Page last updated at 21:22 GMT, Thursday, 5 June 2008 22:22 UK

IPCC questions for police inquiry

Terry Grange
The force investigated claims against a friend of former chief Terry Grange

Dyfed-Powys Police is to be examined over claims it failed to properly look at allegations against a friend of former chief constable Terry Grange.

The Independent Police Complaints Commission (IPCC) will study how claims of child pornography and mortgage fraud against a senior judge were handled.

The judge's ex-wife took the High Court action after the IPCC dismissed her appeal over the force's investigation.

Mr Grange retired suddenly last November over an unrelated matter.

In 2006, the judge's then wife - who like him cannot be named for legal reasons - claimed that he had sexually abused young girls, looked at child pornography, had beaten her up and lied on a mortgage application.

Named only as X in the High Court on Thursday, she also said the judge had brought home transcripts of sex trials for his sexual gratification.

Time limit

The hearing was told her complaints were investigated by Dyfed-Powys Police, which told the Crown Prosecution Service there was insufficient evidence to support a prosecution.

In July 2007, the force dismissed X's complaints that its officers had failed to properly investigate her allegations, including that there was an "appearance of bias" because the judge was friendly with the force's then chief constable, Mr Grange.

The court heard X appealed against those decisions to the IPCC, and it ruled Dyfed-Powys Police should have registered the complaint about the "appearance of bias".

However, the hearing was told the IPCC dismissed X's appeal about the investigation, ruling that it had been received late in August, outside the strict 28-day time limit which governs such matters.

It was X's case that she posted her appeal in good time, but it was held up in the post.

Granting X permission to seek judicial review of the IPCC's decision, Mr Justice Mitting said the IPCC appeared to have accepted her assertion she had posted the letter on 20 August last year, even though it was stamped as being received only on 28 August.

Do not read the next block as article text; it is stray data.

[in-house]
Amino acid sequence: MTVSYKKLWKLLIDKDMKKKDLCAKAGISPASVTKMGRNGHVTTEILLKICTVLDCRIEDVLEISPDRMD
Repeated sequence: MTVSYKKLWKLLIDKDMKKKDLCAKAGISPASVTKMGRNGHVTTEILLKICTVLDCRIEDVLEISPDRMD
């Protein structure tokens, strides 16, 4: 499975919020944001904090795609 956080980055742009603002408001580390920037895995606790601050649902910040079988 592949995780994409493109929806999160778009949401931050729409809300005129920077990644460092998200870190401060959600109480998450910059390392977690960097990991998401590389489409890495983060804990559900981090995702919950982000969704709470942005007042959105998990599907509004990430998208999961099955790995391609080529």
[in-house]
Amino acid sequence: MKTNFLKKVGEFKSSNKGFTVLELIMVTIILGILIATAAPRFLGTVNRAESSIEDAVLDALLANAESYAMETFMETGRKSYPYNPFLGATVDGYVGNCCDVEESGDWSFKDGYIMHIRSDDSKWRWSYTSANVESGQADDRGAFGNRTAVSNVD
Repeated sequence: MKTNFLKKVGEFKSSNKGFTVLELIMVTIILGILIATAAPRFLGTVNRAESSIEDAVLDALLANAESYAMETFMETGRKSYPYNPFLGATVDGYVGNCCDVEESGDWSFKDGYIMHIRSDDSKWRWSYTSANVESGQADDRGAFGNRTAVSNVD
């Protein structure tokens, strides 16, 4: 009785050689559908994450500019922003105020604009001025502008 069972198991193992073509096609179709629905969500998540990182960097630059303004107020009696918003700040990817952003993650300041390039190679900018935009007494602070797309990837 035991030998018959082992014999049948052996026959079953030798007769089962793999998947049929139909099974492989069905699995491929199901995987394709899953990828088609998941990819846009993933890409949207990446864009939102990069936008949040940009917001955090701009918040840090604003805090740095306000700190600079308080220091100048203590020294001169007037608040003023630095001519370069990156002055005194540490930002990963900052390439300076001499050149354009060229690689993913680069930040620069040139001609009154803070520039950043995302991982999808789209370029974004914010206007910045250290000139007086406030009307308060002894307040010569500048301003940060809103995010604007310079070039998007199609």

Mr Justice Mitting said there was no prospect the IPCC would criticise the police decisions not to prosecute for child abuse and domestic violence.


But he added the police's failure to seize the judge's computer, and the fact X had given officers the name of his mortgage company, could possibly lead to a legitimate complaint that the investigations into mortgage fraud and child pornography were not conducted adequately.

The judge involved in the case has always protested his innocence, and said his ex-wife was trying to get back at him over their divorce, the hearing was told.

Mr Justice Mitting said: "I don't regard the possible opening of this appeal as something which could not give rise to any to legitimate relief to X or, given the nature of her allegations, the public."

The IPCC barrister told the court immediately after the judgment that it would treat X's appeal as having been lodged within time, and would consider it it.

Mr Grange retired suddenly after his former lover made misconduct allegations against him two months after their affair finished.

Last month, the IPCC upheld claims he had misused e-mails and a credit card.

The CPS said there was insufficient evidence to prosecute him for misconduct in public office.

Police bosses defend chief's exit
22 Nov 07 |  South West Wales
Grange claims 'unfair' says force
26 Nov 07 |  South West Wales
Ex-police chief 'misused e-mail'
21 Nov 07 |  South West Wales
Police chief retires amid inquiry
19 Nov 07 |  South West Wales

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